There is a huge difference between subsidies for parochial schools and secular ones. One is unconstitutional, the other is not.

We must remember that Madison (and Jefferson was even more agressive on this) felt that Americans should have freedom of Religion but also freedom from Religion as well. They were particular opposed to the kind of institutionallize religious practices that parochial schools represent. Jefferson called it "tyrrany of the mind." Keep in mind that "tyrrany" was about the worst lable these guys could think of to apply to anything they didn't like.

USWest said...

The other aspect of this that hasn't been mentioned is the pressure it puts on public school funding.

It took 20 years for the small town I grew up in to pass a bond to build a new public high school. The old one, my alma madder, was built ot house 2000 students and was bursting at 4000 when the bond was finally passed.

My current school district, which should be wealthy, is suffering from a similar problem. Thei buildings need repairs. They can't get the bonds passed, although the voters did pass bonds for new buildings on the JC campus.

This is just another scheme to undercut the public school system. Not all public schools are bad. We should be working with our teachers and parents to try and fix our public schools since educaiton is the key to success and progress. We need to change the national dialogue so that students aren't considered as victims, but as responsible for their learning goals. I am tired of hearing about poor students and bad schools and teachers.

As an aside: I am a product of 8 years of Catholic School. We never wanted tax breaks or government help because we didn't want state interference in our school. And, we had many non-catholic students, but none that I know of who were non-Christian.

Also, since voters are unlikely to pass bonds for non-Christian schools, it is religious discrimination on that count as well.

The Law Talking Guy said...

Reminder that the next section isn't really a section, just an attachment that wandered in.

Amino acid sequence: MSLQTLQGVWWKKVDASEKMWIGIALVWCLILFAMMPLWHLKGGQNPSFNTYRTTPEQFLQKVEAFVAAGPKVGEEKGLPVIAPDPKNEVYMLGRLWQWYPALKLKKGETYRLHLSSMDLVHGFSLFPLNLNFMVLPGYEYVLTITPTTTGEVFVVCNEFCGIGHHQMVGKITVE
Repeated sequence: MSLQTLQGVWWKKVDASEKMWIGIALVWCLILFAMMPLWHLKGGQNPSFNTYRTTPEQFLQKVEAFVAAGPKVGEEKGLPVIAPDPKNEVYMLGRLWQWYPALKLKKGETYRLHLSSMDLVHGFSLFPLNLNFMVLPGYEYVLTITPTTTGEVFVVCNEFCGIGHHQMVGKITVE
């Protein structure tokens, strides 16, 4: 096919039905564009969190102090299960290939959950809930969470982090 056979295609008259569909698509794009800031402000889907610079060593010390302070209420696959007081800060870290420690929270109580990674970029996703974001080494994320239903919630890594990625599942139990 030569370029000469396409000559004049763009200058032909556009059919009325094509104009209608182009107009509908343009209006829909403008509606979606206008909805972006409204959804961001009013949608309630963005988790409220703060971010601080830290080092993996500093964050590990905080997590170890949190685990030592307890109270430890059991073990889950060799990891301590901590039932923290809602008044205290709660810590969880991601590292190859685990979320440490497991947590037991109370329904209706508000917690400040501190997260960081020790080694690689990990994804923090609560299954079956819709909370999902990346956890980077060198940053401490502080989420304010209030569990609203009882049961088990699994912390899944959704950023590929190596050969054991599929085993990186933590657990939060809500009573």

A slight correction to the foregoing comments is in order.

1. The bonds are issued by a state agency (in conjunction with 350 counties and municipalities). They are not voter-approved (so the fear of discrimination by voters can be allayed).
2. The principal and interest of the bonds must be repayed by the religious school. The only benefit is tax-exempt status for the bonds. This is not enormously different from the tax-exempt status such institutions (most schools, religious or not) already get.
3. No money is taken away from public schools for this purpose. This funding is outside the state education budget

I still think it's the wrong decision because I think there should be ZERO aid for "nondenominational Christian" schools that are basically madrasas, but it's nowhere near the radical change in policy or funding that it might appear at first blush.

uswest said...

No money is taken from public schools . . .

Yes and no. Voters don't pass bonds to begin with, or if they do, they don't pass all of them on a ballot. They make choices. If there are too many bonds on a ballot, some inevitably fail. It just makes it all that harder for bonds designated for schools to pass.

If you are asking for a bond to make infrastructure improvements in schools, and let's say that this passes, then wouldn't that money go to all schools, regardless of the type of school? Or will the bond have to stipulate for the type of school the funds are for?